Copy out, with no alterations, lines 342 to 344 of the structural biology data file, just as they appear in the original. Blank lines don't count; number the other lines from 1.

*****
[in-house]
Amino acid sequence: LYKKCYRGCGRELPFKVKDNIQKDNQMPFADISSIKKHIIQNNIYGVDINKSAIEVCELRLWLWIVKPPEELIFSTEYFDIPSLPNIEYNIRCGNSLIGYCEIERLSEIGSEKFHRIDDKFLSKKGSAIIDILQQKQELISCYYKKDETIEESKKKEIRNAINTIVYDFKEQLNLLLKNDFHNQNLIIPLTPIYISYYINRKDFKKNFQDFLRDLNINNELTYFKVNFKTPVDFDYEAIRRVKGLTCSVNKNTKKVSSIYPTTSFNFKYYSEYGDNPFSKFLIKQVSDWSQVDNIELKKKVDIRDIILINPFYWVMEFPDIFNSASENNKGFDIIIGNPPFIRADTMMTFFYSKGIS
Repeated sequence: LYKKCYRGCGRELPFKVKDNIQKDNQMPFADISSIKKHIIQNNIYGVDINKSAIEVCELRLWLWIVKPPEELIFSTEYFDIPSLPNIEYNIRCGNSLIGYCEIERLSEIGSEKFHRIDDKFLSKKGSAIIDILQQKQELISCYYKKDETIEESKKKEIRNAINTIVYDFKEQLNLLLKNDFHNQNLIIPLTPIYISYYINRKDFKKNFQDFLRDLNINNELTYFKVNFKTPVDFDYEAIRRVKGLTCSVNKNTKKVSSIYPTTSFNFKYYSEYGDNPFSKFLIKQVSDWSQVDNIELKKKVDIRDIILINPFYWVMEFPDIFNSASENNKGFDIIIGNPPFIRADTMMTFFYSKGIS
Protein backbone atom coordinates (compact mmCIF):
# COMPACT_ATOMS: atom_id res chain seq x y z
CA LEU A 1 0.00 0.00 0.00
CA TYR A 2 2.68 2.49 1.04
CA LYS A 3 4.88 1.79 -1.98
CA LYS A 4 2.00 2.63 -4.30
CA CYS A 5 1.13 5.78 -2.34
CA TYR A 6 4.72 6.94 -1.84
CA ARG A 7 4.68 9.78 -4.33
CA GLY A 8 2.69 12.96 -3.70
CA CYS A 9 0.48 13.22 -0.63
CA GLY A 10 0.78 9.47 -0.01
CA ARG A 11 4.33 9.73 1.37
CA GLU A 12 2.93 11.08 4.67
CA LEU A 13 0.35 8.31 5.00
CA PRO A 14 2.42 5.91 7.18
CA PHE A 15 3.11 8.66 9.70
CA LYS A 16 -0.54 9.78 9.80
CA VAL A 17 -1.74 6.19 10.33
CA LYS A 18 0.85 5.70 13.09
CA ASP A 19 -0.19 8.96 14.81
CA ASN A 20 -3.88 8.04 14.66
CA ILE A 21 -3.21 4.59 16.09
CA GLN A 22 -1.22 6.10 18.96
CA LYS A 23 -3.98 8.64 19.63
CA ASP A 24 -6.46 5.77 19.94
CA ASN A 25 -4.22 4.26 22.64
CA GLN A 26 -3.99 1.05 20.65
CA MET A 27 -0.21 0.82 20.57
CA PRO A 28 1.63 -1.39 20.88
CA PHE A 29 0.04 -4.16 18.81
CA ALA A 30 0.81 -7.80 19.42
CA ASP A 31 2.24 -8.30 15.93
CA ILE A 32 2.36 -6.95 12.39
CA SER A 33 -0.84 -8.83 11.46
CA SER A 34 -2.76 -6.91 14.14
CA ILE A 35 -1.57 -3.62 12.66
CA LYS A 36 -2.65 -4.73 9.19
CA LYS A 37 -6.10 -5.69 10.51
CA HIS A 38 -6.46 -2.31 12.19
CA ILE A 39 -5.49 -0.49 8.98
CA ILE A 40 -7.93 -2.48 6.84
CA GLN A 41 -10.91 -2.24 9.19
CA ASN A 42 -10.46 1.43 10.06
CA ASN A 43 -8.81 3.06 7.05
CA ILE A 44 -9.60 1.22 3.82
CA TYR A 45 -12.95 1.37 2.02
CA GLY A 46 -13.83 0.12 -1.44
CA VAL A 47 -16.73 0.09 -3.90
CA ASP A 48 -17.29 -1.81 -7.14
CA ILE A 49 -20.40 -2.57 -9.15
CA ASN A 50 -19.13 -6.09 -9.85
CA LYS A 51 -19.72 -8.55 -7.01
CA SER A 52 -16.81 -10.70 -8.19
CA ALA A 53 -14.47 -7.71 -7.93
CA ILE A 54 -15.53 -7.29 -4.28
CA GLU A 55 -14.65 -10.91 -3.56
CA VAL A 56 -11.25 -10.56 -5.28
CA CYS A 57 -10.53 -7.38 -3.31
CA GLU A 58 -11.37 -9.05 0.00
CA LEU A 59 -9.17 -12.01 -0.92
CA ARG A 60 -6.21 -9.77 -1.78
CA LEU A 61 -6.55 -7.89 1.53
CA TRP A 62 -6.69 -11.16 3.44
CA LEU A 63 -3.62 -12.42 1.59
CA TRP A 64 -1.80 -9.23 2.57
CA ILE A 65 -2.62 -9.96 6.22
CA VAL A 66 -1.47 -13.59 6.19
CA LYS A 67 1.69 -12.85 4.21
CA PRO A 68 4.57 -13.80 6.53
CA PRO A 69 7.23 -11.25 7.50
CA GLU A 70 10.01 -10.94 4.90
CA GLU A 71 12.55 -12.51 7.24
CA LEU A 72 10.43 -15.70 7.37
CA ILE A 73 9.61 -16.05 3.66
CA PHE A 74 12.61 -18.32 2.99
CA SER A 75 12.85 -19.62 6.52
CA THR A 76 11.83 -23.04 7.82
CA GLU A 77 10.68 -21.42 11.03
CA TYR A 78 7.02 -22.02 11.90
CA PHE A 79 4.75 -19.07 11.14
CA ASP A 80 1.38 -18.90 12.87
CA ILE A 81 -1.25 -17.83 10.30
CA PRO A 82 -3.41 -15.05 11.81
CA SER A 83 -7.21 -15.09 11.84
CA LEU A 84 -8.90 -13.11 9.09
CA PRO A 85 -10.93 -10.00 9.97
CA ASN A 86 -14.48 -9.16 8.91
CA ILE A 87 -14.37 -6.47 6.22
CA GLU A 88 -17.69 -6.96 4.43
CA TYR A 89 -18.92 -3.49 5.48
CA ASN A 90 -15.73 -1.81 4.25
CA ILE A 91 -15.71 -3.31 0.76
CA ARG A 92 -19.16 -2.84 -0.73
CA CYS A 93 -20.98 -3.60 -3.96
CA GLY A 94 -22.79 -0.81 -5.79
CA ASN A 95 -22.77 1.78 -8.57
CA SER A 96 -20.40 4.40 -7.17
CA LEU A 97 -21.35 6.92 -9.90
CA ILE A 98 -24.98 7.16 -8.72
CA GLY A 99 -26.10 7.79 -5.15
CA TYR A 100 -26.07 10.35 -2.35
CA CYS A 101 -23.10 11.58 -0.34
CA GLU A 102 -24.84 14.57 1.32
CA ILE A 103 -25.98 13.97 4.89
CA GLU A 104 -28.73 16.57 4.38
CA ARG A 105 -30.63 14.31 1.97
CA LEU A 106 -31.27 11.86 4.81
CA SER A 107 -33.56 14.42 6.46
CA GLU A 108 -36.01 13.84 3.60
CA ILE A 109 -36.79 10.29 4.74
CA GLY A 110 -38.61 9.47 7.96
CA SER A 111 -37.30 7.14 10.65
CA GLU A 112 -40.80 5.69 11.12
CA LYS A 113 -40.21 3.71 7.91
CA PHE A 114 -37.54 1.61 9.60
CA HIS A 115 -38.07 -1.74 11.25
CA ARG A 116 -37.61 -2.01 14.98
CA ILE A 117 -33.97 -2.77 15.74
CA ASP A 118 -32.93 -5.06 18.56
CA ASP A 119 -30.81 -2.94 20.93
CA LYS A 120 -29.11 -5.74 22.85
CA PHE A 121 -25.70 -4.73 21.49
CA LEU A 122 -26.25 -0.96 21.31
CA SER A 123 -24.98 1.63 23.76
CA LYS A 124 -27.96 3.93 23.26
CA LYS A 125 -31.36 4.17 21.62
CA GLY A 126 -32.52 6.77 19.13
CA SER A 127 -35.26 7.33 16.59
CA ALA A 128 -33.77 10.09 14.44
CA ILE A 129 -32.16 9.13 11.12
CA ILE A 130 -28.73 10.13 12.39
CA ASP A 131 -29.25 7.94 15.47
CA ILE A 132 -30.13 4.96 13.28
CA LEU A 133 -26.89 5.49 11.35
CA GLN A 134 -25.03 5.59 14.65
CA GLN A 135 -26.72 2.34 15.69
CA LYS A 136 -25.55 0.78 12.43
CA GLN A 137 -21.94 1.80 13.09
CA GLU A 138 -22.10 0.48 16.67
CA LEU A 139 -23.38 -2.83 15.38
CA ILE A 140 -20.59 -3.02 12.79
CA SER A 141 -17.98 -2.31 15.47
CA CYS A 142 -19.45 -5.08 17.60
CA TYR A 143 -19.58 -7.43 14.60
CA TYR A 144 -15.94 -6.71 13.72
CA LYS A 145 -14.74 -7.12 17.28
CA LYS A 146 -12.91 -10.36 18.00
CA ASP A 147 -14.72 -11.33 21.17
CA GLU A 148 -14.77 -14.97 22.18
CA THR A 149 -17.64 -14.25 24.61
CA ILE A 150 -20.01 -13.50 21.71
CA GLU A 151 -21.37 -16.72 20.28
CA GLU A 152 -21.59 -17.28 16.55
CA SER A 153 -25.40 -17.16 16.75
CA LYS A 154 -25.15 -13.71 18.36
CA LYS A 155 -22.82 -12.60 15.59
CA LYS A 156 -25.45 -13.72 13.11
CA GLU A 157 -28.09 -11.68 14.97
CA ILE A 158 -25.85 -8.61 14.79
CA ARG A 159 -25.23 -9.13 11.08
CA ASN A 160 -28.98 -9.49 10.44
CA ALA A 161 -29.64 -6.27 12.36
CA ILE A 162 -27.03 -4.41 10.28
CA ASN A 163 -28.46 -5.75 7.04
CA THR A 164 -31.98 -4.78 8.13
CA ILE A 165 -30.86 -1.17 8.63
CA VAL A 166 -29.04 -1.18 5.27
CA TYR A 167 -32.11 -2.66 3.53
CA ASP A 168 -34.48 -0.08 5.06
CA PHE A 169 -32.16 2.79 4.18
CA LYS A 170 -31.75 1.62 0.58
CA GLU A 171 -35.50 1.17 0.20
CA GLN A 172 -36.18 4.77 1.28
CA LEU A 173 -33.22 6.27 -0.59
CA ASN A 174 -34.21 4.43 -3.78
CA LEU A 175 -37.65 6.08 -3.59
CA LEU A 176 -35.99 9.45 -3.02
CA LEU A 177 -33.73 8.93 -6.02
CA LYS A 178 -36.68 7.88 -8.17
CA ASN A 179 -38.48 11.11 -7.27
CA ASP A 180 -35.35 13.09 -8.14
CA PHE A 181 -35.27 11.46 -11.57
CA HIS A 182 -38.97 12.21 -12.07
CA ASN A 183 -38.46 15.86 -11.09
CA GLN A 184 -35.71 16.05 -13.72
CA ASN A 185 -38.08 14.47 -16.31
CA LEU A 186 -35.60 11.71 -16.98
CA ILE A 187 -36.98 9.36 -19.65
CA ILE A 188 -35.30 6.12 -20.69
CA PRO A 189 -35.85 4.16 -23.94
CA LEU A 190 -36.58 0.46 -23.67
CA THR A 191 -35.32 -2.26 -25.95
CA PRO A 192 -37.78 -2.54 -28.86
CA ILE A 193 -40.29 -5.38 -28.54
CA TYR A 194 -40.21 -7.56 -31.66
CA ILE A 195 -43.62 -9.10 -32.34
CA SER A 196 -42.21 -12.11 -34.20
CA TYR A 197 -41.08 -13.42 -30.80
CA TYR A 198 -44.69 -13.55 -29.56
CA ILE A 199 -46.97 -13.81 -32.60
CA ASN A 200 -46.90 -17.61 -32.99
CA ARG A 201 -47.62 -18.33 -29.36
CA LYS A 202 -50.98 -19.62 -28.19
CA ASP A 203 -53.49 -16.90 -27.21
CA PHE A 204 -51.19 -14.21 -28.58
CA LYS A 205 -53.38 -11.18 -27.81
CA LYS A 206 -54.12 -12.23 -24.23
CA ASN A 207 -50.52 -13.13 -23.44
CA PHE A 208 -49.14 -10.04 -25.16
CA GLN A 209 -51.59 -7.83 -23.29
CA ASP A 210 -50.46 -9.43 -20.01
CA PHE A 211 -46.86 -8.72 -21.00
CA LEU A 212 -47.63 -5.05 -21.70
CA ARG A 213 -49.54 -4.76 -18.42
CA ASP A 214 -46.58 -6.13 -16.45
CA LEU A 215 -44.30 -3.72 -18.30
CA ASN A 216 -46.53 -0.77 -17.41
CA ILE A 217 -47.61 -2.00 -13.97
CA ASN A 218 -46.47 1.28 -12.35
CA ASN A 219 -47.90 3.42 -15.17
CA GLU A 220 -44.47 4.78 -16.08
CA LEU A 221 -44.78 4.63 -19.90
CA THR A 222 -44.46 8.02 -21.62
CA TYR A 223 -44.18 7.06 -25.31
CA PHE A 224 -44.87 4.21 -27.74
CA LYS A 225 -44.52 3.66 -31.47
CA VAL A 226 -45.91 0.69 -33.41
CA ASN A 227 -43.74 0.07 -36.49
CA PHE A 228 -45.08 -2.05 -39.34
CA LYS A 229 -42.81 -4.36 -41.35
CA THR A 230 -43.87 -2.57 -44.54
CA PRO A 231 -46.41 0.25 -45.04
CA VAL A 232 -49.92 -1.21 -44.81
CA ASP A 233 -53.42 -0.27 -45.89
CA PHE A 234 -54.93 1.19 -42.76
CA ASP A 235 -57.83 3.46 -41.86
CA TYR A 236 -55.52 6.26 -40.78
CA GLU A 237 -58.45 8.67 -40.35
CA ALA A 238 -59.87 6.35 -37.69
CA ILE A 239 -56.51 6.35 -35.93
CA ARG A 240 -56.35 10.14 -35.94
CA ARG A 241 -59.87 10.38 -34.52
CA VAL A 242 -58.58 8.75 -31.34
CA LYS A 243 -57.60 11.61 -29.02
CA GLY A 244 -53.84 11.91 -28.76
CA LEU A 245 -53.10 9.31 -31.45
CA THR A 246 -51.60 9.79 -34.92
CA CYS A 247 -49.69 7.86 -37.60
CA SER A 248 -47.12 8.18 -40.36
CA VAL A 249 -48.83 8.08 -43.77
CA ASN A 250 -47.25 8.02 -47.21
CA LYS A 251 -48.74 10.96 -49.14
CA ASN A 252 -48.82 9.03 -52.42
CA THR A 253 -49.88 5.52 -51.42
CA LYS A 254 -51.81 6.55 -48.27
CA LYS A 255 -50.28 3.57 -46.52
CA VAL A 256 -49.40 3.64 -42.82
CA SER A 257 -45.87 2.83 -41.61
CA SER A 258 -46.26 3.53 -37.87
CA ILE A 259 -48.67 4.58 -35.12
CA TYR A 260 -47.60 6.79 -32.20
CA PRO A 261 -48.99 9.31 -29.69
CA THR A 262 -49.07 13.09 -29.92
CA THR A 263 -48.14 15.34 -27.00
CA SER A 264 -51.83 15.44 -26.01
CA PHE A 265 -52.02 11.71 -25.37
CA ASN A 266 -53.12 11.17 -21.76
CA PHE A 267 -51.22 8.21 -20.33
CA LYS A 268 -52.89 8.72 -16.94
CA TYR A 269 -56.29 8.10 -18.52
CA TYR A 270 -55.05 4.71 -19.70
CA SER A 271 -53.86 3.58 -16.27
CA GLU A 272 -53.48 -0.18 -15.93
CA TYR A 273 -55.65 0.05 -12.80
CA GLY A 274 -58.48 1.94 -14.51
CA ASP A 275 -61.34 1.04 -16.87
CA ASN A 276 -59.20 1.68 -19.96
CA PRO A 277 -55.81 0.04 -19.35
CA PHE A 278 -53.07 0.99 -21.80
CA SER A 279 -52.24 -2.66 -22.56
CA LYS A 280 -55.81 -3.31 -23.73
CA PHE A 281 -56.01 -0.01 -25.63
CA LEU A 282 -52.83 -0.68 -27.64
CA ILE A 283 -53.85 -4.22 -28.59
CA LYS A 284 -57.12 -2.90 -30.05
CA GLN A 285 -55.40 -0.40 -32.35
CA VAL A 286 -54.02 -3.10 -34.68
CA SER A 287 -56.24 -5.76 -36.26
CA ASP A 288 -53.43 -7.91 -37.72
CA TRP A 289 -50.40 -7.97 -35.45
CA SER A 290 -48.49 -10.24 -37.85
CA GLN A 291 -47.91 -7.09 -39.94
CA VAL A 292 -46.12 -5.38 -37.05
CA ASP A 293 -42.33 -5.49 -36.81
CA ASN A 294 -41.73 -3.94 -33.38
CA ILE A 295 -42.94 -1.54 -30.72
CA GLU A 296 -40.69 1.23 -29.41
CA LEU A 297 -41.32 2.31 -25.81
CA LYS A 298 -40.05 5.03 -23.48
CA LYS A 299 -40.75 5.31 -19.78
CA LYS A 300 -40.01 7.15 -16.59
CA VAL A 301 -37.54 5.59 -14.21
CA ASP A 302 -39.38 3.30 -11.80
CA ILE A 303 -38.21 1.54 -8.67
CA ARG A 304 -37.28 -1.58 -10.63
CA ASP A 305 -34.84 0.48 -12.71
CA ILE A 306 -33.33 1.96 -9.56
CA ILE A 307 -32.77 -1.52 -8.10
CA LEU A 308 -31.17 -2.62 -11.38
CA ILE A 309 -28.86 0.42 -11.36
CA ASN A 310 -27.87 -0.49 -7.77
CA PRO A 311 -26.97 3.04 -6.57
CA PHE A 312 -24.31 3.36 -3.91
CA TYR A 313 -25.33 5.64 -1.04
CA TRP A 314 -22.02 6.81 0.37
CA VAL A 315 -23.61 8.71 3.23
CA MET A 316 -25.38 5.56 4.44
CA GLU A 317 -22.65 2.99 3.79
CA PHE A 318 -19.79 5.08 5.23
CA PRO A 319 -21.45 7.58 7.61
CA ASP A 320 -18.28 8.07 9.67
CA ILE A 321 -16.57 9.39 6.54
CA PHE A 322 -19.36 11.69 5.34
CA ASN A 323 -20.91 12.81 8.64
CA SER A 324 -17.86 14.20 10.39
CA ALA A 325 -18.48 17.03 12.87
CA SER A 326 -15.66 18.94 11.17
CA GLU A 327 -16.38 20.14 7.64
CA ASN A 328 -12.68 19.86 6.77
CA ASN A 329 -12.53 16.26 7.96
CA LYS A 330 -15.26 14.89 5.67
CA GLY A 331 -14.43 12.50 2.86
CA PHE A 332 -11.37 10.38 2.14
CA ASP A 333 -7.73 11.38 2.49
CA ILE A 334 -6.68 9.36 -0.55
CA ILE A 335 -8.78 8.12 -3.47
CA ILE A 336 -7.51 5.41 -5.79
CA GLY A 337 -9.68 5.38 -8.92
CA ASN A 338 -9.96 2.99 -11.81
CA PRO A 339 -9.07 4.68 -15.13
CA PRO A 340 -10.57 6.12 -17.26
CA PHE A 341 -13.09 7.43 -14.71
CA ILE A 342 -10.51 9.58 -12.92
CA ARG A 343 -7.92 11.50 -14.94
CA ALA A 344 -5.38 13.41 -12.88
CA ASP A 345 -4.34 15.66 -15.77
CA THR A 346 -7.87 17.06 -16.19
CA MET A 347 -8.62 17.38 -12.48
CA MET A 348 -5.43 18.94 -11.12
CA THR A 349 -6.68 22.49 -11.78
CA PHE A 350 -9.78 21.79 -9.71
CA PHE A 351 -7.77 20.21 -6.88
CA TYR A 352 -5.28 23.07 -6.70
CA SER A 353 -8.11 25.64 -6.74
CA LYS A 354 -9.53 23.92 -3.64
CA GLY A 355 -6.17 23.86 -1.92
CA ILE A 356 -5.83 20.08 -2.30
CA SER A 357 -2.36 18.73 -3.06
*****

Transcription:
CA GLY A 337 -9.68 5.38 -8.92
CA ASN A 338 -9.96 2.99 -11.81
CA PRO A 339 -9.07 4.68 -15.13